Scientists Under Attack

October 21, 2011Sectorby David Smith

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Is Monsanto Using Us As “Human Guinea Pigs”?
Is Monsanto Using Us As “Human Guinea Pigs”?

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The most famous incident involved Dr Arpad Pusztai, one of the world’s top researchers in his field of lectin proteins and a senior researcher at the prestigious Rowett Institute in Aberdeen, Scotland. When Dr Pusztai fed supposedly GM potatoes to rats, they developed potentially pre-cancerous cell growth, smaller brains, livers, and testicles, partially atrophied livers, and a damaged immune system.   

Dr Pusztai stated on TV: “If I had the choice I would certainly not eat it”, and that” “I find it’s very unfair to use our fellow citizens as guinea pigs”.

Two days later, his 35-year career at the Institute was ended amid persistent rumours of phone calls to the director from Downing Street. Dr Pusztai was silenced with threats of a lawsuit, but eventually, he was invited to speak before Parliament, his gag order lifted, and his research published in the prestigious Lancet.   

In Latin America, the research by the embryologist Andrés Carrasco, director of the Laboratory of Molecular Embryology, at the University of Buenos Aires, caused a similar rumpus. In 2010, he showed that Roundup, the Monsanto herbicide sold in conjunction with most GM crops, could cause defects in the brain, intestines, and hearts of amphibian fetuses. His research confirmed reports from peasants that they had suffered adverse health consequences. Later, a violent gang prevented him from giving a speech on his findings.

In an interview with GM Watch, Professor Carrasco said: “The findings in the lab are compatible with malformations observed in humans exposed to glyphosate during pregnancy. In spite of the evidence, they still tried to run down 30 years of my reputation as a scientist.

"They are hypocrites, lackeys of the big corporations, but they are afraid. They know they can’t cover up the sun with one hand. There is scientific proof and, above all, there are hundreds of affected towns which are living proof of this public health emergency... I have confirmed that glyphosate is devastating for amphibian embryos, even at doses far below those used in agriculture. This chemical causes many and varied types of malformations.”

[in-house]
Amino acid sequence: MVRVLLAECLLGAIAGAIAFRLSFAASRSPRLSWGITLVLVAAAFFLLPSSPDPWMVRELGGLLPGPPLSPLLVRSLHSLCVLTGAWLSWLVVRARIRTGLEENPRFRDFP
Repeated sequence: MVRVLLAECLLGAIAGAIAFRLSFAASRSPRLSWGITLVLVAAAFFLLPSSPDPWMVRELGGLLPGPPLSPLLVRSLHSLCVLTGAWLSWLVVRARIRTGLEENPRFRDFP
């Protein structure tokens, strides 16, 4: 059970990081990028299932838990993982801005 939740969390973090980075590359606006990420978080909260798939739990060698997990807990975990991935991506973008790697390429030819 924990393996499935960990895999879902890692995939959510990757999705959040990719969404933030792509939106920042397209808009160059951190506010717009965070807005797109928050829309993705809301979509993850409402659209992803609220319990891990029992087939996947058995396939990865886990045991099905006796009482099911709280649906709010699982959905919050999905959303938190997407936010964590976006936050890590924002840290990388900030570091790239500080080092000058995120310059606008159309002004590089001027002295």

Ohio State University plant ecologist Allison Snow was one many scientists to have their supply of seeds terminated. After she discovered problematic side effects in GM sunflowers, Pioneer Hi-Bred International and Dow AgroSciences blocked further research by withholding GM seeds and genes.

Marc Lappé and Britt Bailey suffered the same fate after they found significant reductions in cancer-fighting isoflavones in Monsanto’s GM soybeans. After publication, the seed seller, Hartz, told them they would no longer provide samples.

And when Hungarian Professor Bela Darvas discovered that Monsanto’s GM corn hurt endangered species in his country, Monsanto shut off his supplies. Dr Darvas later gave a speech on his preliminary findings and discovered that a false and incriminating report about his research was circulating. He traced it to a Monsanto public relations employee, who claimed it mysteriously appeared on her desk, so she faxed it out.

University of California Berkeley professor Ignacio Chapela was also the victim of a calculated attack. After his discovery that GM corn had contaminated crops in Mexico, he found himself denigrated all over the web. An investigation by the British newspaper The Guardian traced the viral abuse to two fictitious characters fabricated by Monsanto’s PR firm, who had posted inflammatory remarks on a listserv of scientists.

Professor Chapela, has claimed there is a de facto ban on scientists “asking certain questions and finding certain results”. He said: “It’s very hard for us to publish in this field. People are scared.”